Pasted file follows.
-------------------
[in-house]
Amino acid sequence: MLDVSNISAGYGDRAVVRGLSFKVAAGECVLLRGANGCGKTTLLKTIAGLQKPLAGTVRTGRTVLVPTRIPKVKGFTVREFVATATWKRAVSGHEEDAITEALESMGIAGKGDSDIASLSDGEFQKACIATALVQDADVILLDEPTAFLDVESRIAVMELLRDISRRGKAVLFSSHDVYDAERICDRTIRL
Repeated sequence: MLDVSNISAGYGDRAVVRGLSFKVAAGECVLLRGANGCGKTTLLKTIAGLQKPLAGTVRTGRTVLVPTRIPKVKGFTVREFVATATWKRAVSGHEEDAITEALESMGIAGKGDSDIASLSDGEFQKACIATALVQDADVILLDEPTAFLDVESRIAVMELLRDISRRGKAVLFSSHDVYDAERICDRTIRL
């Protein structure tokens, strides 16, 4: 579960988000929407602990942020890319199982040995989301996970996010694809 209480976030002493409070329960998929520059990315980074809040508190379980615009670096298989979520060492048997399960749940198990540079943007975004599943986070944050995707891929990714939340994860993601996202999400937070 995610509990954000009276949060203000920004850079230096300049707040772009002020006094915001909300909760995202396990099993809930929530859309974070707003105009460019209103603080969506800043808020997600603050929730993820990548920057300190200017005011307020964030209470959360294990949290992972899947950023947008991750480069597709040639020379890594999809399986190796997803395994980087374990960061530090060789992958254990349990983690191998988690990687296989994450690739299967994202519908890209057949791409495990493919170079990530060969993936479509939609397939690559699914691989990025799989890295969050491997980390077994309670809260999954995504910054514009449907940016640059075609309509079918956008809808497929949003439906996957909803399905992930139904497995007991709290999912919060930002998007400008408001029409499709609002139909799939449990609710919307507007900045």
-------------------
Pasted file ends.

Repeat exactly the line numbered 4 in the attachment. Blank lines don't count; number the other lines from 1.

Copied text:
């Protein structure tokens, strides 16, 4: 579960988000929407602990942020890319199982040995989301996970996010694809 209480976030002493409070329960998929520059990315980074809040508190379980615009670096298989979520060492048997399960749940198990540079943007975004599943986070944050995707891929990714939340994860993601996202999400937070 995610509990954000009276949060203000920004850079230096300049707040772009002020006094915001909300909760995202396990099993809930929530859309974070707003105009460019209103603080969506800043808020997600603050929730993820990548920057300190200017005011307020964030209470959360294990949290992972899947950023947008991750480069597709040639020379890594999809399986190796997803395994980087374990960061530090060789992958254990349990983690191998988690990687296989994450690739299967994202519908890209057949791409495990493919170079990530060969993936479509939609397939690559699914691989990025799989890295969050491997980390077994309670809260999954995504910054514009449907940016640059075609309509079918956008809808497929949003439906996957909803399905992930139904497995007991709290999912919060930002998007400008408001029409499709609002139909799939449990609710919307507007900045």